Opioids in the Workplace

Opioids in the Workplace 2560 1701 Balance Point Team

Opioid Addiction in the WorkplaceOpioids in the Workplace

According to the Centers for Disease Control and Prevention, America is experiencing an “unprecedented opioid epidemic.” It seems there’s a story is in the news every day about the toll it’s taking on society. And the statistics are unsettling:

  • The number of people diagnosed with opioid use disorder spiked nearly 500% from 2010 through 2016, but there was only a 65% increase in the number of people getting treatment.
  • According to the CDC, opioids (including prescription opioids and heroin) killed more than 33,000 people in 2015.
  • It’s estimated that another 2.5 million Americans struggle with opioid addiction.
  • 21% of Blue Cross and Blue Shield commercially insured members filled at least one opioid prescription in 2015.

As the epidemic worsens, it’s no surprise that many employers are wondering what they should do to minimize the risk within the workplace.

According to a recent survey initiated by the National Safety Council, more than 70% of U.S. employers say they have been impacted in some way by employee misuse of legally prescribed medications.

While it is commonplace for organizations to have formal drug-free workplace policies directed at illegal drugs, along with alcohol abuse policies, most don’t have one in place that addresses the abuse of prescription drugs. Commonly abused medications include hydrocodone (prescription medications Lortab and Vicodin, for example); benzodiazepines (tranquilizers like Valium, Librium, Xanax); barbiturates (phenobarbital, butalbital, secobarbital, downers); methadone (increasingly prescribed as a painkiller); buprenorphine (often used to treat heroin addiction); and stimulants (like Ritalin and Dexedrine).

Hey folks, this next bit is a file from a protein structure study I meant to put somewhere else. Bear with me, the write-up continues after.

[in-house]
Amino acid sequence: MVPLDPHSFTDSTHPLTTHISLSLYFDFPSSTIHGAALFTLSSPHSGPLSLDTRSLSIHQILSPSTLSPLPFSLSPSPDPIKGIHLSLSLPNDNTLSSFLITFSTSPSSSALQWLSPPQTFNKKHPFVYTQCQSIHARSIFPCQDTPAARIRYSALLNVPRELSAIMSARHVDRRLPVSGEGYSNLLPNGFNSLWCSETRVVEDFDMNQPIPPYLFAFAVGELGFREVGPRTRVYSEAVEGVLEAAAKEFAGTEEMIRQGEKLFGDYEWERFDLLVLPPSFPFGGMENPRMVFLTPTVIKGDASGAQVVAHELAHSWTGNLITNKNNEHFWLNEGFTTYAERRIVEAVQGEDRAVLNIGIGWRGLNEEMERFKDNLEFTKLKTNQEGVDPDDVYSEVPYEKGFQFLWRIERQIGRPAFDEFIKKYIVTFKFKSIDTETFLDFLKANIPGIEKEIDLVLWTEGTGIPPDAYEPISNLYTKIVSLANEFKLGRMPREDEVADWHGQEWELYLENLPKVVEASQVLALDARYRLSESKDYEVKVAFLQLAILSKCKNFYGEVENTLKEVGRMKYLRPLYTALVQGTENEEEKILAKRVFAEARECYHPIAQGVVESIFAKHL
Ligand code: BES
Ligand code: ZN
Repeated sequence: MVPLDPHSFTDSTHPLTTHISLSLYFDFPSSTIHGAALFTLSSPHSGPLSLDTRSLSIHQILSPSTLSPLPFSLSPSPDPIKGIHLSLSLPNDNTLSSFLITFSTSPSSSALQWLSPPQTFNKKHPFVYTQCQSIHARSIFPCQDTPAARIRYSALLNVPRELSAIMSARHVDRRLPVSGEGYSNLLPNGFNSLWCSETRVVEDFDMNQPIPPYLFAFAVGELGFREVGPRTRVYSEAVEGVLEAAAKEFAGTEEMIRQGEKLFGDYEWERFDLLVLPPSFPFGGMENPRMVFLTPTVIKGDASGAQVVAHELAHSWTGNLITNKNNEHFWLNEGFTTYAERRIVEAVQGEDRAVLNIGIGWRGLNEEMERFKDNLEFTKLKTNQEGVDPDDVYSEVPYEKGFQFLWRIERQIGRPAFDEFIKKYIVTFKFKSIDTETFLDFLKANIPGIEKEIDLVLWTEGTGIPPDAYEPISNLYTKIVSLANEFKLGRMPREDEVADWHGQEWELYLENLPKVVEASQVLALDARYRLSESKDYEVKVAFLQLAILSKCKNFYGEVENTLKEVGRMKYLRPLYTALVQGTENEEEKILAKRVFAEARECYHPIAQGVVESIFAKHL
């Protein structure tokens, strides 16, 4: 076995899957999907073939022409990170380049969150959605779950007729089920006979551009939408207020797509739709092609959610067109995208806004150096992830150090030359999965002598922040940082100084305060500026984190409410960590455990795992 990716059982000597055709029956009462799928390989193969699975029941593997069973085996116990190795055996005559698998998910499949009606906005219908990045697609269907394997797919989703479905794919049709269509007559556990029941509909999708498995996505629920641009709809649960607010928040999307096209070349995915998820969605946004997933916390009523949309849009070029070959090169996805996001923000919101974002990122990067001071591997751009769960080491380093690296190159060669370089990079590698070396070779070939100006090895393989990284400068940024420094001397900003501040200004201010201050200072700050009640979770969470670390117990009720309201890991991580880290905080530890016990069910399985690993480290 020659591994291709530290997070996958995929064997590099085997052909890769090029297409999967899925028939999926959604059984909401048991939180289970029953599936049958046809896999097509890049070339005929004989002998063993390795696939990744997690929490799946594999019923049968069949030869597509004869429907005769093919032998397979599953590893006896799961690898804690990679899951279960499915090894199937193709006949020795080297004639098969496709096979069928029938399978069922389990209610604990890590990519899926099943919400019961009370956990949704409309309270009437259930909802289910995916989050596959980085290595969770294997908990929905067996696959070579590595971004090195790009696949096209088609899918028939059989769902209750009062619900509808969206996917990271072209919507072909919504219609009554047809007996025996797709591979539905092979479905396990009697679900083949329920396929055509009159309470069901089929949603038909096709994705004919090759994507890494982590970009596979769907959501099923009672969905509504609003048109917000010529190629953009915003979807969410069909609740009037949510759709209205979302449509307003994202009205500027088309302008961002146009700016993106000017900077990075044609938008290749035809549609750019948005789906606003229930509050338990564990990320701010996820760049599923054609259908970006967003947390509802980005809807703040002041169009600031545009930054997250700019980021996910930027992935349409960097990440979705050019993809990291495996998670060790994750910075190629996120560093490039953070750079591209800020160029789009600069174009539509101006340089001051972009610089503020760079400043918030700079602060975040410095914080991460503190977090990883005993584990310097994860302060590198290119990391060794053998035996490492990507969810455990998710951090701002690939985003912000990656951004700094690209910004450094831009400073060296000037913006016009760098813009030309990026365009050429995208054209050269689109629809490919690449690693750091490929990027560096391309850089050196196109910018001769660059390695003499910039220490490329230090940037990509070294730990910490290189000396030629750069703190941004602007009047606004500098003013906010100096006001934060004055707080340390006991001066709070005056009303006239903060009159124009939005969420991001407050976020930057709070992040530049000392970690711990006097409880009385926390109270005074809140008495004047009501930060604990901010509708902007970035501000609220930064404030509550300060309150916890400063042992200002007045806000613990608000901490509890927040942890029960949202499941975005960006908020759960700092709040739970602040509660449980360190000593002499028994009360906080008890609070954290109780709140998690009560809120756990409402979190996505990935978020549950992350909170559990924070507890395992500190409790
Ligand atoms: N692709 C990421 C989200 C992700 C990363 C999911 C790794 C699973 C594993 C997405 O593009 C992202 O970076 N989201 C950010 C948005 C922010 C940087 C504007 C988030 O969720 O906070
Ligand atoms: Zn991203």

Just like illegal drugs, employees who abuse legally-prescribed drugs are more likely to take unexcused absences, be late for work, quit or be fired, be involved in workplace incidents, and file workers’ compensation claims.

What Should Employers Do?

The National Safety Council provides a free Prescription Drug Employer Kit to help employers create prescription drug policies and manage opioid use at work. The kit recommends actions that employers can take, including:

  • Educate employees about the health and productivity issues related to prescription drug abuse.
  • Incorporate information about substance abuse in workplace wellness programs or strategies.
  • Offer health benefits that provide coverage for substance abuse disorders.
  • Expand drug testing to include prescription drugs.
  • Publicize drug-free workplace policies and incorporate guidelines regarding prescription drugs.
  • Provide employee assistance programs (EAPs), wellness and work-life programs that include information and services related to substance abuse prevention, treatment and return to work issues.
  • Train managers to recognize and respond to substance abuse issues so problems can be addressed in uniform, cost-effective and business-sensitive ways.

Save a Job, Save a Life

The National Safety Council encourages employers to combine firm enforcement of prescription drug use policy with support and programs to help their employees. When an employee is able to obtain help because of the resources available to them and keep their job, both employee and employer benefit. The employee regains their health and dignity, and the employer acquires a productive worker that is loyal and grateful. Something they can both feel good about.

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